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Discussion about antenna modeling results of Folded-end Dipoles.

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What happens if you fold the ends of a dipole?

Folding is used where a bent dipole needs to be more compact. 

For example, if it is found that the ends of a bent dipole touches something or prevents rotation, consider folding.  Or, in a Yagi type beam, folded ends would be an interesting possibility to make a smaller antenna.  Or, for antennas on 75/80 meters or 40 meters in an attic, having enough height is the eternal problem. Folding may be something to consider.

To study folded dipole configurations, an antenna model was designed based on: 1) a calculated resonant half-wave (velocity corrected), 2) a bend Ratio to define where to bend, 3) the vertical length of the Bend 4) and fine tuning the end of the Fold.  The model iteratively converges on the Bend and Fold dimensions that produce the optimal antenna. In this way tuning becomes simple.  Just bend and fold the half-wave dipole accordinly and lengthen the tips of the folded ends to find the lowest SWR.  (See Figure 1)

To make the results of the studies scaleable to any frequency, the "Ratio" dimensions in the Figures 2, 3 and 4 are fractions of the length of the half-wave dipole.

The antenna model is included.  This makes it possible to find the Bend and Fold dimension for any shortened dipole, any size of wire/tubing and/or any elevation over ground. 

4NEC2 Antenna Model:  Here

Folded Dipole Graphic
Figure 1 
Steps to create a Half-wave Dipole with Folded Ends

The Study

First we find the length of a velocity corrected half-wave dipole at the desired frequency.
Length Meters=150/MHz x Velocity Factor (~0.95 for bare wire). 

Using this length the study involves:
1. Seting a Ratio to fix the length of the quarter-wave arms
2) Systematically adjusting the Length of the vertical BEND section
3) Systematically lengthening the FOLD section to find the optimum SWR

As the study progressed it became clear that the bend Ratio of the quarter-wave arms cannot be less than 0.5, that is to say, the dipole cannot be shortened by more than 50%. 
The study sumarizes what happens using ratios fixed at 0.5, 0.6, 0.7 and 0.8  (ie. shortened to 50%, 60%,70% and 80% of the length of a half-wave dipole).

Figure 2 below is the SWR vs.Length of bends at these four Ratios of the dipole arms.
For scaling purposes the vr\ertical Length of the downbend is expressed as a ratio of a hslf-wave.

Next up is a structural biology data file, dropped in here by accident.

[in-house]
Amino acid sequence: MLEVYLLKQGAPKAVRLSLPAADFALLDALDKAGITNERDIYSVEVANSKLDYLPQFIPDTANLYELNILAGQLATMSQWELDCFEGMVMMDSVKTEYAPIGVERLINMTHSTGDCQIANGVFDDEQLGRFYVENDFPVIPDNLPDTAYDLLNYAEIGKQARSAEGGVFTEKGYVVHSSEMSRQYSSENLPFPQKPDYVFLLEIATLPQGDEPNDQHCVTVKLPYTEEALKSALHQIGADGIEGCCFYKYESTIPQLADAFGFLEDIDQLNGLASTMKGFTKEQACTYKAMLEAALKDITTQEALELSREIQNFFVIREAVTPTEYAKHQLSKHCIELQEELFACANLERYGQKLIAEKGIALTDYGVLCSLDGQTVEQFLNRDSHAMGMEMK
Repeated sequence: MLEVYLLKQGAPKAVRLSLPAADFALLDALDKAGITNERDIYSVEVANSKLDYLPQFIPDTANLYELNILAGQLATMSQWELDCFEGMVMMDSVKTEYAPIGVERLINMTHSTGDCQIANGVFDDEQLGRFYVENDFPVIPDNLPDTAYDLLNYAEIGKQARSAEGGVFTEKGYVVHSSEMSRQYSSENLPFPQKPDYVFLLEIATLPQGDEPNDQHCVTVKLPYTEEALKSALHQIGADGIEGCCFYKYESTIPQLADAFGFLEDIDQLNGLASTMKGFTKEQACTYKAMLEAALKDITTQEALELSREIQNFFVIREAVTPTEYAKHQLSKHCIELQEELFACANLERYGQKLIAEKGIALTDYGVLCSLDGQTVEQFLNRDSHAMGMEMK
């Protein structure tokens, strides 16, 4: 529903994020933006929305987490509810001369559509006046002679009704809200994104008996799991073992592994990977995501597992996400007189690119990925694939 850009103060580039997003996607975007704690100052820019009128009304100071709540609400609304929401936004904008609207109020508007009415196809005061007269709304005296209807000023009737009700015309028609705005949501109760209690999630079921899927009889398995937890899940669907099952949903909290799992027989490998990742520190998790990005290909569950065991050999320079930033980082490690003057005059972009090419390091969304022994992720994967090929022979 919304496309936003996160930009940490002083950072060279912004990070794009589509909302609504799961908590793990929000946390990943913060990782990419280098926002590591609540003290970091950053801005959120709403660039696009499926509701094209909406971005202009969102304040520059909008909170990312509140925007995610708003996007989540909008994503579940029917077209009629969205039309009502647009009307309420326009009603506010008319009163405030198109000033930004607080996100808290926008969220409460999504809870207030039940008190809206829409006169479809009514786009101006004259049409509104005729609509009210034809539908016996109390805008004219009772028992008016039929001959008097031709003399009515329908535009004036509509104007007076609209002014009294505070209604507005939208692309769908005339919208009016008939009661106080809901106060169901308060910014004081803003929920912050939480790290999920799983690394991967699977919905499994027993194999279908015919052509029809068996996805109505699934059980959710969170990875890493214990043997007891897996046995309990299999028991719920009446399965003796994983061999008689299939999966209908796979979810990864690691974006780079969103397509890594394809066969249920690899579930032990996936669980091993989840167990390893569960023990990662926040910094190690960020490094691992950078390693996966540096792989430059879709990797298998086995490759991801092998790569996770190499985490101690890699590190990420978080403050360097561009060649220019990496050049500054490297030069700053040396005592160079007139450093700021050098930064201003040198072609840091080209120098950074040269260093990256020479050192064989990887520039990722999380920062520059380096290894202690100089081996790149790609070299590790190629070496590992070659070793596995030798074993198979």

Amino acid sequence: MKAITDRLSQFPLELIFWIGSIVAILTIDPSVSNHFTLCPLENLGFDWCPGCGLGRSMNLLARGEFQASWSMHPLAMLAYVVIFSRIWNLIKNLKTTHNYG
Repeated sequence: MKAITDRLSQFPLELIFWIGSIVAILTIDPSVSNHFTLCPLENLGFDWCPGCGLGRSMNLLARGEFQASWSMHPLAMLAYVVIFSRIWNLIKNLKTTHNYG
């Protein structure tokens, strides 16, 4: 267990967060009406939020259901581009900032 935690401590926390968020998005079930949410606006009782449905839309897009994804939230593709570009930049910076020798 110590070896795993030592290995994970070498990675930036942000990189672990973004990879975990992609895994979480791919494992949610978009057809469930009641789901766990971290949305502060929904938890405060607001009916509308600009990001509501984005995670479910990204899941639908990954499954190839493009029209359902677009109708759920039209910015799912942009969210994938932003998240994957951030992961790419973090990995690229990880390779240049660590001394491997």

For example, on the Green curve the lowest SWR is around 0.06 Ratio. 
Length of the vertical bend at 14.2 MHz:  0.06*150/14.2*0.95=0.6 meters

Folded Dipole Ratio
Figure 2

With this figure the 0.7 length (Green curve) is favored. At the point where the SWR is lowest, both sides of the fold are about the same length. 

As you can see from the SWR curves above, folding a dipole is very forgiving.  Just about anything produces a good match for 50 Ohm coax  But, if you use the 0.5 curve (Blue line), it is advisable to use Ratio Length > 0.18. In that way the SWR should be under 1.5 at 1/2 wavelength elevation.


A straight dipole is the perfect form.  Any bend (or sag) has the effect of shortening the radiating body, hence frequency rises, impedance falls. The way this study is designed,  the Arms, Bends and Folds add up to the calculated length of the dipole.  Only a little length needs be added to the tips of the folds to correct for the shortening effect.

For example, on the Green curve the lowest SWR is around 0.018 Ratio. 
At 14.2 MHz:  0.018*150/14.2*0.95=0.06 meters for the length added to the tip of each Fold

Folded Dipole Tuning
Figure 3

Figure 3 shows what happens to the SWR tuning versus how much length is added to the tips. Again the 0.7 curve stands out.  It has the lowest SWR over the broadest range; obviously the easiest to tune.  Conversely, the 0.5 and 0.6 curves indicate little posibility for improvement in SWR.


A perfect halfwave dipole is also 1/2 wavelength high.  That is a tall order for the low bands.   What ham can put up a 180 meter antenna at 267 feet? ... or an 80/75 meter antenna at 130 feet?  Reality is more like 30 feet for most hams and perhaps 60-80 feet for a few.  This means 20 meters for most and 40 meters for a few.  Lower than that, performance goes downhill.

Figure 4 below compares what happens to a folded-end dipole that is 0.7  long when it is mounted near ground, that is, less than 0.1 wavelength high.

Folded Dipole near Ground
Figure 4

At 0.5 WL high the folded end dipole performs well indeed. The DX radiation pattern is perfectly normal. Gain is remarkedly flat around 8 dBi (Green line). The difference in gain between a straight dipole and a folded end dipole is undetectable, less than 0.2 dB.   

At 0.1 WL elevation the same antenna radiates vertically in a perfect circle and exhibits what is politely called "unity gain"... more likely some loss. Low angle DX radiation vanishes and the Green line drops about 6dB to become the horizontal dashed Red line.

Furthermore, at around 0.1 WL the inescapable fact is most of the RF of any horizontal antenna is reflected skyward by the ground. However, some of skyward signal is reflected back down on 160 and 75/80 meters and often on 40 meters. If you live in a valley or have a mountain range in front of you, or participate in ARES or MARS, this Near Vertical Incident Skywave (NVIS) will help.

Notice also the big change on tuning as the downbend segment is longer (larger ratio). The flat Green line becomes a Dashed red curve. This says "no fold".  Very near ground a straight bent end gives the better SWR.

In summary, a folded end dipole:
1) Performs like a straight dipole.
2) Is tolerant of how it is folded.
3) Is simple to tune
4) Can be up to 50% shorter

Dick Reid, KK4OBI at